Please Note: This article is written for users of the following Microsoft Excel versions: 2007, 2010, 2013, and 2016. If you are using an earlier version (Excel 2003 or earlier), this tip may not work for you. For a version of this tip written specifically for earlier versions of Excel, click here: Counting Words.
by Allen Wyatt
(last updated August 13, 2016)
Words are normally associated with a word processor, such as Microsoft Word. However, many people also work with words in their spreadsheet program. (I had a coworker once who used Excel to write memos all the time.) There may be times when you want to count the number of words in a worksheet that you receive from someone. There are native abilities to perform such a task in Word, but not in Excel.
One solution, of course, is to load your workbook into Word, perform the word count there, and then close the file. This is not nearly as flexible, however, as creating a macro to count words within Excel itself. The following macro, CountWords, counts the number of words in any range you select in a worksheet:
Sub CountWords() Dim MyRange As Range Dim CellCount As Long Dim TotalWords As Long Dim NumWords As Integer Dim Raw As String Set MyRange = ActiveSheet.Range(ActiveWindow.Selection.Address) TotalWords = 0 For CellCount = 1 To MyRange.Cells.Count If Not MyRange.Cells(CellCount).HasFormula Then Raw = MyRange.Cells(CellCount).Value Raw = Trim(Raw) If Len(Raw) > 0 Then NumWords = 1 Else NumWords = 0 End If While InStr(Raw, " ") > 0 Raw = Mid(Raw, InStr(Raw, " ")) Raw = Trim(Raw) NumWords = NumWords + 1 Wend TotalWords = TotalWords + NumWords End If Next CellCount MsgBox "There are " & TotalWords & " words in the selection." End Sub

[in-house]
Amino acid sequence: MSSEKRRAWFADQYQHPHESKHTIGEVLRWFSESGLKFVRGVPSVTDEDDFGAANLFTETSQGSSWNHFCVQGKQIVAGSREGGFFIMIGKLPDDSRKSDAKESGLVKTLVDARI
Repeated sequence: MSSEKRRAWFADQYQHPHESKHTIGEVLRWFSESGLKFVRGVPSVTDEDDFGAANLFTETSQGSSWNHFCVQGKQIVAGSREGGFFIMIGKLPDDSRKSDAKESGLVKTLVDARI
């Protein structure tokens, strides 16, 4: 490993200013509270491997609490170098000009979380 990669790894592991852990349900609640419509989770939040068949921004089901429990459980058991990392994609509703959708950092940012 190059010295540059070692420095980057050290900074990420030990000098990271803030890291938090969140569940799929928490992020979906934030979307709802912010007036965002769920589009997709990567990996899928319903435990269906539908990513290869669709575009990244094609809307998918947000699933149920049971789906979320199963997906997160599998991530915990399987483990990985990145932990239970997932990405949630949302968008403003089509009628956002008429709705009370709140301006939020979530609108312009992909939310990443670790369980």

Notice that the macro steps through each cell in the range you select. It then ignores any cell that contains a formula. In all other cells it essentially counts the number of spaces in the cell. (One or more spaces are assumed to separate words.) The word count is then displayed in a message box for your edification.
The macro is pretty quick on relatively small ranges. If you pick a large range (such as the entire worksheet), then the macro can take a great deal of time to finish its work. The point of this is to make sure that you only select the actual range you want to analyze before invoking the macro.
ExcelTips is your source for cost-effective Microsoft Excel training. This tip (11748) applies to Microsoft Excel 2007, 2010, 2013, and 2016. You can find a version of this tip for the older menu interface of Excel here: Counting Words.
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